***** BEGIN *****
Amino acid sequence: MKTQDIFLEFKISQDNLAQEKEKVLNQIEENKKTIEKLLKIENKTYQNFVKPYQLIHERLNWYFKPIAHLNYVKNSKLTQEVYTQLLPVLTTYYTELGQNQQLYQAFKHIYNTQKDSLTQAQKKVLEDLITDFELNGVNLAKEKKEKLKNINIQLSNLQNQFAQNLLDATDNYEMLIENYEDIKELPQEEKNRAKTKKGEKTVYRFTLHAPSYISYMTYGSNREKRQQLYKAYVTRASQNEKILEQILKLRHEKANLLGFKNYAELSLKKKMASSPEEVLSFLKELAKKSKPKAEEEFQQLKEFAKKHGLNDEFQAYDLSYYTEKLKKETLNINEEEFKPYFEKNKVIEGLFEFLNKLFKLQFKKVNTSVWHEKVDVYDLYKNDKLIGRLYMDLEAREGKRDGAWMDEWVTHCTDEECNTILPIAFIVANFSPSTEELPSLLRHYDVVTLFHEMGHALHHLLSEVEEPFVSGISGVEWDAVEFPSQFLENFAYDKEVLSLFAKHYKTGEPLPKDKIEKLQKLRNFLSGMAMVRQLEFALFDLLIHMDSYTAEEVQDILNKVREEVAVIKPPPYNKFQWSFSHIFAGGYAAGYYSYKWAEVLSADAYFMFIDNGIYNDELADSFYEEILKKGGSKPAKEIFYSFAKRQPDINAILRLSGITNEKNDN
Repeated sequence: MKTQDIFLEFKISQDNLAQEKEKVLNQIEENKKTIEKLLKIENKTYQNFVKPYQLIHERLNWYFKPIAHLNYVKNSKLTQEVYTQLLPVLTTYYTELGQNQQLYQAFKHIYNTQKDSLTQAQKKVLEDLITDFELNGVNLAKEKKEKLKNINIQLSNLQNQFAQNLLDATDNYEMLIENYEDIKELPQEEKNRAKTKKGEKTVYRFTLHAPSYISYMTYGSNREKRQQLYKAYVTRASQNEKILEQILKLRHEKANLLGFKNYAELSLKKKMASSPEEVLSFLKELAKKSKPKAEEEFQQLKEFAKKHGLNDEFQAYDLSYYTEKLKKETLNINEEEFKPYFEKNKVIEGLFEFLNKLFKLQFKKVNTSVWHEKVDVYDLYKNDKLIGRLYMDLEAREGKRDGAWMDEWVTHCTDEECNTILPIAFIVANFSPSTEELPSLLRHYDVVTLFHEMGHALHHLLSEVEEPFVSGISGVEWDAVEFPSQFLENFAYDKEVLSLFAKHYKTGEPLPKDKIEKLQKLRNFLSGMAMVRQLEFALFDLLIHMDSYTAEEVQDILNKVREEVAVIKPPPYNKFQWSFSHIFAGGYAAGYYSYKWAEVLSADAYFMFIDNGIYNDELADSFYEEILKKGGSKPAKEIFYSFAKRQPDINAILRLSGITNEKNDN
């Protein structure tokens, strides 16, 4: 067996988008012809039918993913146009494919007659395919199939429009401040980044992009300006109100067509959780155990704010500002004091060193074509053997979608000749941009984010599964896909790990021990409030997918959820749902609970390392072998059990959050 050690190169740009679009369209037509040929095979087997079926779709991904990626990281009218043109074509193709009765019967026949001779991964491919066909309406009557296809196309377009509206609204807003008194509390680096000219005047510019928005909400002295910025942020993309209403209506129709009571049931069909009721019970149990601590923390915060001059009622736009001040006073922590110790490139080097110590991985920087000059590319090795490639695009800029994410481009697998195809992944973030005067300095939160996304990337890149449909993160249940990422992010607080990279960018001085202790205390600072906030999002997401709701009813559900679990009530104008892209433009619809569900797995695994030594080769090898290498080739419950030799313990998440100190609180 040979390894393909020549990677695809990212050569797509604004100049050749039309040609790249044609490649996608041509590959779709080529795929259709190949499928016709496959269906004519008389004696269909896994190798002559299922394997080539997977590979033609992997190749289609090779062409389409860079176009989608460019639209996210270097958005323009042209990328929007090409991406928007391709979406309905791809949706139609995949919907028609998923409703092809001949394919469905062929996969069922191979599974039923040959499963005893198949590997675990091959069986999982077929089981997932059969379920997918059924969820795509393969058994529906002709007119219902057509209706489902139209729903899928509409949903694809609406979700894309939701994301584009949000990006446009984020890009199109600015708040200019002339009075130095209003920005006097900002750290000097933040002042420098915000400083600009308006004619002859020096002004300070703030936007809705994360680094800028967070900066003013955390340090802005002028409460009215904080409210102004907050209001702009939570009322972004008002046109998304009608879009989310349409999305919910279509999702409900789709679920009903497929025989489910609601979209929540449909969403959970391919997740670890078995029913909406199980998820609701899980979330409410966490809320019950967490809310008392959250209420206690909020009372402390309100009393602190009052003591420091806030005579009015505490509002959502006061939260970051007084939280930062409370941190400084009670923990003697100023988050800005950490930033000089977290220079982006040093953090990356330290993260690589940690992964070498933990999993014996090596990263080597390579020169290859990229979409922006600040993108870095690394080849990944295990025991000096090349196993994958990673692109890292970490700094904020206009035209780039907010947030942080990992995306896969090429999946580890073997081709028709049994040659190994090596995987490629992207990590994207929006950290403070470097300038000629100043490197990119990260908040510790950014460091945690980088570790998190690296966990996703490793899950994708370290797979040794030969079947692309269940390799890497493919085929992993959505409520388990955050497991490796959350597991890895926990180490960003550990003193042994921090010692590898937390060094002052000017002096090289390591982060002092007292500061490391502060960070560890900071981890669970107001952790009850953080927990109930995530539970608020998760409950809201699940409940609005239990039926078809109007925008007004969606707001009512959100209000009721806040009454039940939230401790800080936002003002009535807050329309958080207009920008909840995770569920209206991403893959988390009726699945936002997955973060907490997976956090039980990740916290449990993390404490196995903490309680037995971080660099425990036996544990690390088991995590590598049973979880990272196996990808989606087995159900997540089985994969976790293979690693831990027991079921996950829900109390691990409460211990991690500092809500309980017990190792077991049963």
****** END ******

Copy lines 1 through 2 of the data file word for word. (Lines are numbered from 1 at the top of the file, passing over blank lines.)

Amino acid sequence: MKTQDIFLEFKISQDNLAQEKEKVLNQIEENKKTIEKLLKIENKTYQNFVKPYQLIHERLNWYFKPIAHLNYVKNSKLTQEVYTQLLPVLTTYYTELGQNQQLYQAFKHIYNTQKDSLTQAQKKVLEDLITDFELNGVNLAKEKKEKLKNINIQLSNLQNQFAQNLLDATDNYEMLIENYEDIKELPQEEKNRAKTKKGEKTVYRFTLHAPSYISYMTYGSNREKRQQLYKAYVTRASQNEKILEQILKLRHEKANLLGFKNYAELSLKKKMASSPEEVLSFLKELAKKSKPKAEEEFQQLKEFAKKHGLNDEFQAYDLSYYTEKLKKETLNINEEEFKPYFEKNKVIEGLFEFLNKLFKLQFKKVNTSVWHEKVDVYDLYKNDKLIGRLYMDLEAREGKRDGAWMDEWVTHCTDEECNTILPIAFIVANFSPSTEELPSLLRHYDVVTLFHEMGHALHHLLSEVEEPFVSGISGVEWDAVEFPSQFLENFAYDKEVLSLFAKHYKTGEPLPKDKIEKLQKLRNFLSGMAMVRQLEFALFDLLIHMDSYTAEEVQDILNKVREEVAVIKPPPYNKFQWSFSHIFAGGYAAGYYSYKWAEVLSADAYFMFIDNGIYNDELADSFYEEILKKGGSKPAKEIFYSFAKRQPDINAILRLSGITNEKNDN
Repeated sequence: MKTQDIFLEFKISQDNLAQEKEKVLNQIEENKKTIEKLLKIENKTYQNFVKPYQLIHERLNWYFKPIAHLNYVKNSKLTQEVYTQLLPVLTTYYTELGQNQQLYQAFKHIYNTQKDSLTQAQKKVLEDLITDFELNGVNLAKEKKEKLKNINIQLSNLQNQFAQNLLDATDNYEMLIENYEDIKELPQEEKNRAKTKKGEKTVYRFTLHAPSYISYMTYGSNREKRQQLYKAYVTRASQNEKILEQILKLRHEKANLLGFKNYAELSLKKKMASSPEEVLSFLKELAKKSKPKAEEEFQQLKEFAKKHGLNDEFQAYDLSYYTEKLKKETLNINEEEFKPYFEKNKVIEGLFEFLNKLFKLQFKKVNTSVWHEKVDVYDLYKNDKLIGRLYMDLEAREGKRDGAWMDEWVTHCTDEECNTILPIAFIVANFSPSTEELPSLLRHYDVVTLFHEMGHALHHLLSEVEEPFVSGISGVEWDAVEFPSQFLENFAYDKEVLSLFAKHYKTGEPLPKDKIEKLQKLRNFLSGMAMVRQLEFALFDLLIHMDSYTAEEVQDILNKVREEVAVIKPPPYNKFQWSFSHIFAGGYAAGYYSYKWAEVLSADAYFMFIDNGIYNDELADSFYEEILKKGGSKPAKEIFYSFAKRQPDINAILRLSGITNEKNDN